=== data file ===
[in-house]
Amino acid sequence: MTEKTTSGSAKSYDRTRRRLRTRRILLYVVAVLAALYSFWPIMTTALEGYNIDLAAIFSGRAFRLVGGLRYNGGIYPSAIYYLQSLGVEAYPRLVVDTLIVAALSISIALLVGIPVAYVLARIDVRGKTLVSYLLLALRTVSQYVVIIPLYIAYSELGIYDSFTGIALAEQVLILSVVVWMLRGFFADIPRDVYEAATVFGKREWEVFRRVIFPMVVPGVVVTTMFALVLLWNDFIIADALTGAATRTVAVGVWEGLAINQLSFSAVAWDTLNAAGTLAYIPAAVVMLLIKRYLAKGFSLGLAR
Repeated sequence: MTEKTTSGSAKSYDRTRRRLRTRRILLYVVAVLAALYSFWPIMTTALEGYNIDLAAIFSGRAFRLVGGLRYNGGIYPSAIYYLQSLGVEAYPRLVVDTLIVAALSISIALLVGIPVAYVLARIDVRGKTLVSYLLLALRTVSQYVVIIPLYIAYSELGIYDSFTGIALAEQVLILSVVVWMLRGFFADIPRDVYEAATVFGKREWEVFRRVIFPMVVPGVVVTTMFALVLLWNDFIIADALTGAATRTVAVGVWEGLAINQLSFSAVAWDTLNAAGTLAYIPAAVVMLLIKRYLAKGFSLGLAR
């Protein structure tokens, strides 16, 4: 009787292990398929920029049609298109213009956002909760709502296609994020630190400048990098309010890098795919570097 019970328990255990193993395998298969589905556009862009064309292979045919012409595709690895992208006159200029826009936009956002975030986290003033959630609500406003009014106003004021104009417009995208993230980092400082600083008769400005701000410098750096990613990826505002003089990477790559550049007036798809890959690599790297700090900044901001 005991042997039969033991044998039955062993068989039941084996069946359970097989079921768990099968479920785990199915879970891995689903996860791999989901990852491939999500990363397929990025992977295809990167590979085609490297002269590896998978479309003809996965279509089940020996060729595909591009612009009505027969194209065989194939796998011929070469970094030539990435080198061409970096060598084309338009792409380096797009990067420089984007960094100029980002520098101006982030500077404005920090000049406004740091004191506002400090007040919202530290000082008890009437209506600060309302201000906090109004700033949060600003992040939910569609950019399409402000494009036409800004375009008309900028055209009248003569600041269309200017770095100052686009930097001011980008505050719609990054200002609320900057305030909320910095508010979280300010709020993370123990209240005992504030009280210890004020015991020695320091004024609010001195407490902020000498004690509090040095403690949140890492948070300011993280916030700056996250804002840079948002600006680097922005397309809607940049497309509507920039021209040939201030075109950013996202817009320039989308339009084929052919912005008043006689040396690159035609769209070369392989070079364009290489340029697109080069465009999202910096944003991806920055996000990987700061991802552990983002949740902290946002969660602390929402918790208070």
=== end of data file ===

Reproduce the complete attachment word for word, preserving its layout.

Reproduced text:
[in-house]
Amino acid sequence: MTEKTTSGSAKSYDRTRRRLRTRRILLYVVAVLAALYSFWPIMTTALEGYNIDLAAIFSGRAFRLVGGLRYNGGIYPSAIYYLQSLGVEAYPRLVVDTLIVAALSISIALLVGIPVAYVLARIDVRGKTLVSYLLLALRTVSQYVVIIPLYIAYSELGIYDSFTGIALAEQVLILSVVVWMLRGFFADIPRDVYEAATVFGKREWEVFRRVIFPMVVPGVVVTTMFALVLLWNDFIIADALTGAATRTVAVGVWEGLAINQLSFSAVAWDTLNAAGTLAYIPAAVVMLLIKRYLAKGFSLGLAR
Repeated sequence: MTEKTTSGSAKSYDRTRRRLRTRRILLYVVAVLAALYSFWPIMTTALEGYNIDLAAIFSGRAFRLVGGLRYNGGIYPSAIYYLQSLGVEAYPRLVVDTLIVAALSISIALLVGIPVAYVLARIDVRGKTLVSYLLLALRTVSQYVVIIPLYIAYSELGIYDSFTGIALAEQVLILSVVVWMLRGFFADIPRDVYEAATVFGKREWEVFRRVIFPMVVPGVVVTTMFALVLLWNDFIIADALTGAATRTVAVGVWEGLAINQLSFSAVAWDTLNAAGTLAYIPAAVVMLLIKRYLAKGFSLGLAR
């Protein structure tokens, strides 16, 4: 009787292990398929920029049609298109213009956002909760709502296609994020630190400048990098309010890098795919570097 019970328990255990193993395998298969589905556009862009064309292979045919012409595709690895992208006159200029826009936009956002975030986290003033959630609500406003009014106003004021104009417009995208993230980092400082600083008769400005701000410098750096990613990826505002003089990477790559550049007036798809890959690599790297700090900044901001 005991042997039969033991044998039955062993068989039941084996069946359970097989079921768990099968479920785990199915879970891995689903996860791999989901990852491939999500990363397929990025992977295809990167590979085609490297002269590896998978479309003809996965279509089940020996060729595909591009612009009505027969194209065989194939796998011929070469970094030539990435080198061409970096060598084309338009792409380096797009990067420089984007960094100029980002520098101006982030500077404005920090000049406004740091004191506002400090007040919202530290000082008890009437209506600060309302201000906090109004700033949060600003992040939910569609950019399409402000494009036409800004375009008309900028055209009248003569600041269309200017770095100052686009930097001011980008505050719609990054200002609320900057305030909320910095508010979280300010709020993370123990209240005992504030009280210890004020015991020695320091004024609010001195407490902020000498004690509090040095403690949140890492948070300011993280916030700056996250804002840079948002600006680097922005397309809607940049497309509507920039021209040939201030075109950013996202817009320039989308339009084929052919912005008043006689040396690159035609769209070369392989070079364009290489340029697109080069465009999202910096944003991806920055996000990987700061991802552990983002949740902290946002969660602390929402918790208070």